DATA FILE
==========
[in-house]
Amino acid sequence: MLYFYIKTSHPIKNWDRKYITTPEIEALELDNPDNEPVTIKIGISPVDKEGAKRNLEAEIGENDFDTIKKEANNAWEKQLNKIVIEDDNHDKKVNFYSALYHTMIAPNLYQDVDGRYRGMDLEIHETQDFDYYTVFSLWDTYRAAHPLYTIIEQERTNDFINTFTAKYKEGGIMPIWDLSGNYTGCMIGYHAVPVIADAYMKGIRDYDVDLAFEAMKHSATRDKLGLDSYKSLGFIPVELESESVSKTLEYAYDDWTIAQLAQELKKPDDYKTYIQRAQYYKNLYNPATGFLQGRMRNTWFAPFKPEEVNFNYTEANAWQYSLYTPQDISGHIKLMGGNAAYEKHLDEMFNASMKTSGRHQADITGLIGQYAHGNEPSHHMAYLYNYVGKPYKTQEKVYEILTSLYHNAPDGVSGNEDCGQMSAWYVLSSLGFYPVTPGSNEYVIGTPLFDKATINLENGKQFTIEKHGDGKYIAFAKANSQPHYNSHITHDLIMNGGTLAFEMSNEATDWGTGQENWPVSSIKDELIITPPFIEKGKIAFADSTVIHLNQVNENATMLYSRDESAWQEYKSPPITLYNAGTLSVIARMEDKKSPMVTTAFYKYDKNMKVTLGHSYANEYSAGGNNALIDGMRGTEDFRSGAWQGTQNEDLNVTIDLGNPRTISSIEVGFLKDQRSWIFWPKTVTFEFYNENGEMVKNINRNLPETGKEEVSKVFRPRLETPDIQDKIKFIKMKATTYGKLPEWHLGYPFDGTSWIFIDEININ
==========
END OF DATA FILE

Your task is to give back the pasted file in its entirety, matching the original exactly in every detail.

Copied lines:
[in-house]
Amino acid sequence: MLYFYIKTSHPIKNWDRKYITTPEIEALELDNPDNEPVTIKIGISPVDKEGAKRNLEAEIGENDFDTIKKEANNAWEKQLNKIVIEDDNHDKKVNFYSALYHTMIAPNLYQDVDGRYRGMDLEIHETQDFDYYTVFSLWDTYRAAHPLYTIIEQERTNDFINTFTAKYKEGGIMPIWDLSGNYTGCMIGYHAVPVIADAYMKGIRDYDVDLAFEAMKHSATRDKLGLDSYKSLGFIPVELESESVSKTLEYAYDDWTIAQLAQELKKPDDYKTYIQRAQYYKNLYNPATGFLQGRMRNTWFAPFKPEEVNFNYTEANAWQYSLYTPQDISGHIKLMGGNAAYEKHLDEMFNASMKTSGRHQADITGLIGQYAHGNEPSHHMAYLYNYVGKPYKTQEKVYEILTSLYHNAPDGVSGNEDCGQMSAWYVLSSLGFYPVTPGSNEYVIGTPLFDKATINLENGKQFTIEKHGDGKYIAFAKANSQPHYNSHITHDLIMNGGTLAFEMSNEATDWGTGQENWPVSSIKDELIITPPFIEKGKIAFADSTVIHLNQVNENATMLYSRDESAWQEYKSPPITLYNAGTLSVIARMEDKKSPMVTTAFYKYDKNMKVTLGHSYANEYSAGGNNALIDGMRGTEDFRSGAWQGTQNEDLNVTIDLGNPRTISSIEVGFLKDQRSWIFWPKTVTFEFYNENGEMVKNINRNLPETGKEEVSKVFRPRLETPDIQDKIKFIKMKATTYGKLPEWHLGYPFDGTSWIFIDEININ